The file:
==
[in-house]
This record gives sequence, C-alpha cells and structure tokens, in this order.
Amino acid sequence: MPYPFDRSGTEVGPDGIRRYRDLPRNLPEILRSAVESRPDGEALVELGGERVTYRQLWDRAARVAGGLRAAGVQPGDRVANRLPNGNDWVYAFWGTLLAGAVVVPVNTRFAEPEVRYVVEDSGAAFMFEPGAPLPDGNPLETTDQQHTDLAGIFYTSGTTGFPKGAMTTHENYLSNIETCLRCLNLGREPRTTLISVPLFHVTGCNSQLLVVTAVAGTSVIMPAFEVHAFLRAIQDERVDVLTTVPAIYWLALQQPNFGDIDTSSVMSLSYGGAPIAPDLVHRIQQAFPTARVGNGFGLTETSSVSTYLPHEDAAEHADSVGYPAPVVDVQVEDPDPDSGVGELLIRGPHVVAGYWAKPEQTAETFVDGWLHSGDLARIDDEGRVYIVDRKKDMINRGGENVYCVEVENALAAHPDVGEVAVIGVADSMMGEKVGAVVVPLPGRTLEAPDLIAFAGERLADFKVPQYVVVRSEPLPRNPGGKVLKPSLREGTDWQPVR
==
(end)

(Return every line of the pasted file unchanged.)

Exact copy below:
[in-house]
This record gives sequence, C-alpha cells and structure tokens, in this order.
Amino acid sequence: MPYPFDRSGTEVGPDGIRRYRDLPRNLPEILRSAVESRPDGEALVELGGERVTYRQLWDRAARVAGGLRAAGVQPGDRVANRLPNGNDWVYAFWGTLLAGAVVVPVNTRFAEPEVRYVVEDSGAAFMFEPGAPLPDGNPLETTDQQHTDLAGIFYTSGTTGFPKGAMTTHENYLSNIETCLRCLNLGREPRTTLISVPLFHVTGCNSQLLVVTAVAGTSVIMPAFEVHAFLRAIQDERVDVLTTVPAIYWLALQQPNFGDIDTSSVMSLSYGGAPIAPDLVHRIQQAFPTARVGNGFGLTETSSVSTYLPHEDAAEHADSVGYPAPVVDVQVEDPDPDSGVGELLIRGPHVVAGYWAKPEQTAETFVDGWLHSGDLARIDDEGRVYIVDRKKDMINRGGENVYCVEVENALAAHPDVGEVAVIGVADSMMGEKVGAVVVPLPGRTLEAPDLIAFAGERLADFKVPQYVVVRSEPLPRNPGGKVLKPSLREGTDWQPVR